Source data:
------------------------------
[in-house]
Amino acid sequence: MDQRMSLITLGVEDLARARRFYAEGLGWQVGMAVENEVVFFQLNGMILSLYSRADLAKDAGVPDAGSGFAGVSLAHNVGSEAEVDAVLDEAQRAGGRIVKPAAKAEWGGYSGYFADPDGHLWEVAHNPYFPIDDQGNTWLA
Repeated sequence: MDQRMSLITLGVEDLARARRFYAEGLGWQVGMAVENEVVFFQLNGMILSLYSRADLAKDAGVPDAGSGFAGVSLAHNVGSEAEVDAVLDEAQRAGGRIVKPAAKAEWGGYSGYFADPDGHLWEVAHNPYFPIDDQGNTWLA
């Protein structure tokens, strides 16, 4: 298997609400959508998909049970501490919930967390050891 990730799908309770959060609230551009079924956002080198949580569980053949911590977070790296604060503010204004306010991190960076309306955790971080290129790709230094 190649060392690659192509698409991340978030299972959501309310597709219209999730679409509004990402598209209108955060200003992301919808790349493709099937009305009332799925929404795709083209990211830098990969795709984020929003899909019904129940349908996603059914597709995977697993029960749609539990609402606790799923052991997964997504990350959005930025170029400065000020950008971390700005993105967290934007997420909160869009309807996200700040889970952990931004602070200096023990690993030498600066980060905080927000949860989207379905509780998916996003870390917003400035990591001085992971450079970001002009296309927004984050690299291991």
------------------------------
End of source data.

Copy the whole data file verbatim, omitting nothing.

[in-house]
Amino acid sequence: MDQRMSLITLGVEDLARARRFYAEGLGWQVGMAVENEVVFFQLNGMILSLYSRADLAKDAGVPDAGSGFAGVSLAHNVGSEAEVDAVLDEAQRAGGRIVKPAAKAEWGGYSGYFADPDGHLWEVAHNPYFPIDDQGNTWLA
Repeated sequence: MDQRMSLITLGVEDLARARRFYAEGLGWQVGMAVENEVVFFQLNGMILSLYSRADLAKDAGVPDAGSGFAGVSLAHNVGSEAEVDAVLDEAQRAGGRIVKPAAKAEWGGYSGYFADPDGHLWEVAHNPYFPIDDQGNTWLA
């Protein structure tokens, strides 16, 4: 298997609400959508998909049970501490919930967390050891 990730799908309770959060609230551009079924956002080198949580569980053949911590977070790296604060503010204004306010991190960076309306955790971080290129790709230094 190649060392690659192509698409991340978030299972959501309310597709219209999730679409509004990402598209209108955060200003992301919808790349493709099937009305009332799925929404795709083209990211830098990969795709984020929003899909019904129940349908996603059914597709995977697993029960749609539990609402606790799923052991997964997504990350959005930025170029400065000020950008971390700005993105967290934007997420909160869009309807996200700040889970952990931004602070200096023990690993030498600066980060905080927000949860989207379905509780998916996003870390917003400035990591001085992971450079970001002009296309927004984050690299291991």